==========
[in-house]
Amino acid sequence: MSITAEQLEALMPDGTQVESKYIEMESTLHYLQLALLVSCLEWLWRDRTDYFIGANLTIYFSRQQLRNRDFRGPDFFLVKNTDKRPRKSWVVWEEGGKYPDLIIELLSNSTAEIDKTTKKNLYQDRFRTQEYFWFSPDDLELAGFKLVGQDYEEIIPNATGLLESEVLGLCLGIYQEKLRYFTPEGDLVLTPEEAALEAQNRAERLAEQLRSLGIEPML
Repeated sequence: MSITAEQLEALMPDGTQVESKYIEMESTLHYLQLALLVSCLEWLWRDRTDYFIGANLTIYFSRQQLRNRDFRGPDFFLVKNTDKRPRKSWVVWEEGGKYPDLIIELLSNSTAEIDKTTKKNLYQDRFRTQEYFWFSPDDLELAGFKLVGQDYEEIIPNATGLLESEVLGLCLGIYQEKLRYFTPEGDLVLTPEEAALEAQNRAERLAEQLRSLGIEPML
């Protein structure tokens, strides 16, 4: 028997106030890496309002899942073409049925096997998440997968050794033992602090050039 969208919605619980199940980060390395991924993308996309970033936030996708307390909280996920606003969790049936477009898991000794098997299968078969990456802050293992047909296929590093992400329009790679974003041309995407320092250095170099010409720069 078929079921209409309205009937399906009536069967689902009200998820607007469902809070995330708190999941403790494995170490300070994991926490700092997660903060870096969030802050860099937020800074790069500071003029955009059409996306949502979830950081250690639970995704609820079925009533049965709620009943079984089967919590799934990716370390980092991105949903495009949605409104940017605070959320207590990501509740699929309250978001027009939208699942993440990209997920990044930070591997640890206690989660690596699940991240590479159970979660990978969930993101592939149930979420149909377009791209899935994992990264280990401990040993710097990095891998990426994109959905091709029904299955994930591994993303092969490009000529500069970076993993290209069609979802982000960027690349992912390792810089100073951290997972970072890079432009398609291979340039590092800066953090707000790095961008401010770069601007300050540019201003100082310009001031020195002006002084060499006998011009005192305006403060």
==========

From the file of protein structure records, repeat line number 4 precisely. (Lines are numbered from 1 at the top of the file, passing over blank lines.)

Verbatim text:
């Protein structure tokens, strides 16, 4: 028997106030890496309002899942073409049925096997998440997968050794033992602090050039 969208919605619980199940980060390395991924993308996309970033936030996708307390909280996920606003969790049936477009898991000794098997299968078969990456802050293992047909296929590093992400329009790679974003041309995407320092250095170099010409720069 078929079921209409309205009937399906009536069967689902009200998820607007469902809070995330708190999941403790494995170490300070994991926490700092997660903060870096969030802050860099937020800074790069500071003029955009059409996306949502979830950081250690639970995704609820079925009533049965709620009943079984089967919590799934990716370390980092991105949903495009949605409104940017605070959320207590990501509740699929309250978001027009939208699942993440990209997920990044930070591997640890206690989660690596699940991240590479159970979660990978969930993101592939149930979420149909377009791209899935994992990264280990401990040993710097990095891998990426994109959905091709029904299955994930591994993303092969490009000529500069970076993993290209069609979802982000960027690349992912390792810089100073951290997972970072890079432009398609291979340039590092800066953090707000790095961008401010770069601007300050540019201003100082310009001031020195002006002084060499006998011009005192305006403060």